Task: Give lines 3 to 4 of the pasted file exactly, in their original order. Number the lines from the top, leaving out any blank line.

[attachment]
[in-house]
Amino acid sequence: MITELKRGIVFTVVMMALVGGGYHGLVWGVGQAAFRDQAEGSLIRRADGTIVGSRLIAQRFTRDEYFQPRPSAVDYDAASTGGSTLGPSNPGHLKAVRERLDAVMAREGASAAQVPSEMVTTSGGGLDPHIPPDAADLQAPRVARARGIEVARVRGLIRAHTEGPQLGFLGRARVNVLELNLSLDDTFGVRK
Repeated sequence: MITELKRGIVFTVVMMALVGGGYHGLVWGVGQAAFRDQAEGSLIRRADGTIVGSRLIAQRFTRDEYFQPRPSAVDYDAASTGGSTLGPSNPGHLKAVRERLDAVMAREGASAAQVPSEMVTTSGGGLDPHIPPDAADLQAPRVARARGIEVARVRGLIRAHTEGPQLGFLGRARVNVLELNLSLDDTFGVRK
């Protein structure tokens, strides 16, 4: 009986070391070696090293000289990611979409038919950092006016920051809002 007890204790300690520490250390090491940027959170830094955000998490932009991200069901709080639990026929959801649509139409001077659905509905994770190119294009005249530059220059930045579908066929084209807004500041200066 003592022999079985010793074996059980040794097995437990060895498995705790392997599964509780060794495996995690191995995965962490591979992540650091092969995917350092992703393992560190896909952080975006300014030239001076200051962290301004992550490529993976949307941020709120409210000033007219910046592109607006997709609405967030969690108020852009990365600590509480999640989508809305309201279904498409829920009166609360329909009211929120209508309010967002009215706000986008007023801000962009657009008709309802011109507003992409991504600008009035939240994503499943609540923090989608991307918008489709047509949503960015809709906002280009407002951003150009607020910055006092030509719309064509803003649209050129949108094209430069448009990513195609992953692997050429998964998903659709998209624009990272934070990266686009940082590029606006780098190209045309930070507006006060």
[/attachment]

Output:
Repeated sequence: MITELKRGIVFTVVMMALVGGGYHGLVWGVGQAAFRDQAEGSLIRRADGTIVGSRLIAQRFTRDEYFQPRPSAVDYDAASTGGSTLGPSNPGHLKAVRERLDAVMAREGASAAQVPSEMVTTSGGGLDPHIPPDAADLQAPRVARARGIEVARVRGLIRAHTEGPQLGFLGRARVNVLELNLSLDDTFGVRK
């Protein structure tokens, strides 16, 4: 009986070391070696090293000289990611979409038919950092006016920051809002 007890204790300690520490250390090491940027959170830094955000998490932009991200069901709080639990026929959801649509139409001077659905509905994770190119294009005249530059220059930045579908066929084209807004500041200066 003592022999079985010793074996059980040794097995437990060895498995705790392997599964509780060794495996995690191995995965962490591979992540650091092969995917350092992703393992560190896909952080975006300014030239001076200051962290301004992550490529993976949307941020709120409210000033007219910046592109607006997709609405967030969690108020852009990365600590509480999640989508809305309201279904498409829920009166609360329909009211929120209508309010967002009215706000986008007023801000962009657009008709309802011109507003992409991504600008009035939240994503499943609540923090989608991307918008489709047509949503960015809709906002280009407002951003150009607020910055006092030509719309064509803003649209050129949108094209430069448009990513195609992953692997050429998964998903659709998209624009990272934070990266686009940082590029606006780098190209045309930070507006006060």